[493]: On the Edge by Alison Van Diepen


GOODREADS SUMMARY | Harper Teen | Hardcover, 304 pp. | November 14th, 2014 | Young Adult | Romance | Rating: 3 out of 5 Stars

Reminiscent of Simone Elkeles’ Perfect Chemistry series, On the Edge is the story of a girl who found herself in the wrong place and at the wrong time.  It’s also  a cautionary tale of what happens when you take a short cut home in the middle of the night and essentially how doing the right thing can sometimes be a dangerous thing.

Maddie Diaz is an outstanding student; a good kid who works hard and who’s well on her way to getting off the vicious cycle which she’s only too familiar with. One night, after a house party she attended with her friends, she stumbled upon a couple of kids beating on a homeless man. Unable to leave the defenceless alone, she calls the police. Consequently putting her right on a collision course with a ruling dangerous gang.

This book runs a bit more deeper than the Perfect Chemistry series. You may have the typical gang rivalry in this book, but this also dealt with human trafficking. A subject that’s something not being discussed as often in YA. While it does not give a real representation of the problem, the author’s willingness to broach the subject is at least commendable.

The romance between Maddie and a leader of another gang is flaccid, I’m sorry to say. While Lobo might give the Fuentes brothers some competition in the looks department, those boys (even the youngest) has stronger personalities than him. Yes, it’s not fair to compare the series to this book, but I think the readers should be advised that if you’re going into this with the expectation of satiating a lingering desire for the Fuentes’, you might be in for a disappointment. They are not even close.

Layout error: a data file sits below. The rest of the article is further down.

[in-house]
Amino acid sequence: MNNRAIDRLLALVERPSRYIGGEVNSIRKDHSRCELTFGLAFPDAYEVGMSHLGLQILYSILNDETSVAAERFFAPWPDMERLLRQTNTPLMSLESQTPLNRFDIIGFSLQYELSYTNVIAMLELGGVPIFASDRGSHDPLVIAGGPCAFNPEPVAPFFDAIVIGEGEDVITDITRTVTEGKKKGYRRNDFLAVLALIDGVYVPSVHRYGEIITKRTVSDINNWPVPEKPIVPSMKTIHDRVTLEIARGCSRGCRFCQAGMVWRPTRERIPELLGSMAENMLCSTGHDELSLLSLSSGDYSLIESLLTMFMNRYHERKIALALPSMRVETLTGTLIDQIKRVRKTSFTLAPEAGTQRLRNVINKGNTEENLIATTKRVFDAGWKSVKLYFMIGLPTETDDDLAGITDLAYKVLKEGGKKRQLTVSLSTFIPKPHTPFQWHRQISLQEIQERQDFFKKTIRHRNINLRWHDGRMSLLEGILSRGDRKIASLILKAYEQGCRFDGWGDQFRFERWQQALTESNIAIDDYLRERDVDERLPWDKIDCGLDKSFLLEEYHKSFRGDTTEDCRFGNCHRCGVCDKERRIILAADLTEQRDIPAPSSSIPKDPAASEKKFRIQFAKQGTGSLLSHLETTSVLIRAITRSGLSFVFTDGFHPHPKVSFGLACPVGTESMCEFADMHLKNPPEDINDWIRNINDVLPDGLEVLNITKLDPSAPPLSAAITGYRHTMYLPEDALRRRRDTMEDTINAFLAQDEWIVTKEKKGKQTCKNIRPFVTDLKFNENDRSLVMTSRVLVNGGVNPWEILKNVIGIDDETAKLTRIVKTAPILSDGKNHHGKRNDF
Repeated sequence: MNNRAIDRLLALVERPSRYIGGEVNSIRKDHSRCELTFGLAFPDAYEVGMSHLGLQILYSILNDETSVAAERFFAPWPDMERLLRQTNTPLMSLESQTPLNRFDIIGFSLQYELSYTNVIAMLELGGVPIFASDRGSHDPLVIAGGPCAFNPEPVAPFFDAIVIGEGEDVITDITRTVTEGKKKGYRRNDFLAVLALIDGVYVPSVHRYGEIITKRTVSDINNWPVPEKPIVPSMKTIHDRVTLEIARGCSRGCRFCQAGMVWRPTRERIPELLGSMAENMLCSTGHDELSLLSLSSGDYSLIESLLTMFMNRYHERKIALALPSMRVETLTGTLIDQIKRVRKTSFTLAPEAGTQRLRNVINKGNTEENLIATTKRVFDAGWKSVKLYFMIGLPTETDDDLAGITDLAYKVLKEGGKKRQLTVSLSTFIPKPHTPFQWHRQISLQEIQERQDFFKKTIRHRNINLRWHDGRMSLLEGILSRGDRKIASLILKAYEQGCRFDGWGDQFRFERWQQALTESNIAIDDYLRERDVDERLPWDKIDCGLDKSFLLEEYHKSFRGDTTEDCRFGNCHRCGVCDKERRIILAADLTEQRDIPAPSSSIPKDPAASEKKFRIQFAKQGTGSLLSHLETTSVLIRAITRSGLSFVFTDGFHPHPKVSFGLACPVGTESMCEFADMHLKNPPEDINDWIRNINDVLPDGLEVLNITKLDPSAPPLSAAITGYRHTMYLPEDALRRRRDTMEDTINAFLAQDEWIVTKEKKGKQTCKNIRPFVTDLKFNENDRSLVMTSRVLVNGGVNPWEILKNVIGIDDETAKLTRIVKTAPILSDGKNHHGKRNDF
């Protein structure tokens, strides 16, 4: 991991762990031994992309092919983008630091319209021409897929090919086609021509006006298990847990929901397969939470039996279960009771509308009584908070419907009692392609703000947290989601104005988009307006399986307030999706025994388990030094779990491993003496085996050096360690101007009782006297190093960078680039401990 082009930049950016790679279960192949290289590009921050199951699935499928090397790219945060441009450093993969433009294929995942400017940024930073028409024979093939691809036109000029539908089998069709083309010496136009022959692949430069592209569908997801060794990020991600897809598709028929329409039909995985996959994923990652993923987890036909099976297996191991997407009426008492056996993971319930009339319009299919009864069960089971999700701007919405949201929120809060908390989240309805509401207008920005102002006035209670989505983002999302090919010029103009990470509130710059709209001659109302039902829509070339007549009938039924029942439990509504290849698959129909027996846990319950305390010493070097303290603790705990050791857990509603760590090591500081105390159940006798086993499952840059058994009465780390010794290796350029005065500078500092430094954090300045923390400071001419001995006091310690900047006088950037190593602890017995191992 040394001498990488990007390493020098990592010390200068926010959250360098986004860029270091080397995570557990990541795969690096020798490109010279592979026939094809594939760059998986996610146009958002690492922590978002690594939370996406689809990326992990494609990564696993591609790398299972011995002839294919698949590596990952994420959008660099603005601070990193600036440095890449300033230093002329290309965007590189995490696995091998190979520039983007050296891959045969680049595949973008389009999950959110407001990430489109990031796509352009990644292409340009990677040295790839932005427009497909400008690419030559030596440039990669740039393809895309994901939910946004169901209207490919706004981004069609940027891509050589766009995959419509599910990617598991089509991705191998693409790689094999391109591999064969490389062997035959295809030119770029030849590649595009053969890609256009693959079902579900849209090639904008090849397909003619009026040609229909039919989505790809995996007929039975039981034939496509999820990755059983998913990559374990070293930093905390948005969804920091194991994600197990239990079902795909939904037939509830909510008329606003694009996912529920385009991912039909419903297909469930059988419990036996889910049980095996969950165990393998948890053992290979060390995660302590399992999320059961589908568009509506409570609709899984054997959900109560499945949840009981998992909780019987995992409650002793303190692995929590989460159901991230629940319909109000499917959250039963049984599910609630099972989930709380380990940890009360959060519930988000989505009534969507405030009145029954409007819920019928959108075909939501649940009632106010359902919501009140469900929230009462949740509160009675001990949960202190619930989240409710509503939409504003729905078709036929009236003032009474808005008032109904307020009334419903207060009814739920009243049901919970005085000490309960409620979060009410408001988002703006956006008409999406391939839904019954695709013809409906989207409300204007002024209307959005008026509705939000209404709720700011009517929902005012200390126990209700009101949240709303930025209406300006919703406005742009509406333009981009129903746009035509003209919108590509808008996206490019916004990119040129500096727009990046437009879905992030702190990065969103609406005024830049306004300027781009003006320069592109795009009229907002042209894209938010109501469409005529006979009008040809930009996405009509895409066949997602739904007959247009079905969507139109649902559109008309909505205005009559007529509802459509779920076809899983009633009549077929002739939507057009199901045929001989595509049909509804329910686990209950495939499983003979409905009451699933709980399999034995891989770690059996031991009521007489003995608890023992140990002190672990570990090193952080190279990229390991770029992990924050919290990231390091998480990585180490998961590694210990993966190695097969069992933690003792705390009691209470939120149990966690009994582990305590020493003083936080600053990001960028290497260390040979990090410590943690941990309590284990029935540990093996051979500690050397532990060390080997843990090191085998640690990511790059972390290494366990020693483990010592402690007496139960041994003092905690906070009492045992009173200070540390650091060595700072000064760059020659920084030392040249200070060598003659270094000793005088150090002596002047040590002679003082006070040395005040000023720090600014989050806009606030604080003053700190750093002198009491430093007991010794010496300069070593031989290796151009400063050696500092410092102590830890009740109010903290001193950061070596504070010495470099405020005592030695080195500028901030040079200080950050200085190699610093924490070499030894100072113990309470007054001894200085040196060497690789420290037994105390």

Aside from the mild anxiety you would feel with Maddie’s life being in constant danger – albeit, temporarily –  the story is relatively angst-free. There was a made up love triangle (but not really) wherein Maddie would have to weigh in the pros and cons of the two characters, but honestly? It soon becomes a bit of a pesky irrelevance.

Unfortunately, my initial excitement about this book slowly tapered off as I dive deeper into the book. And it’s not because the book was satisfactory, it’s because reading it was not as good as I’d expected it to be.  But if you’re a fan of such story lines, and wouldn’t mind reading a story that’s easy on the feels department, you might enjoy this book.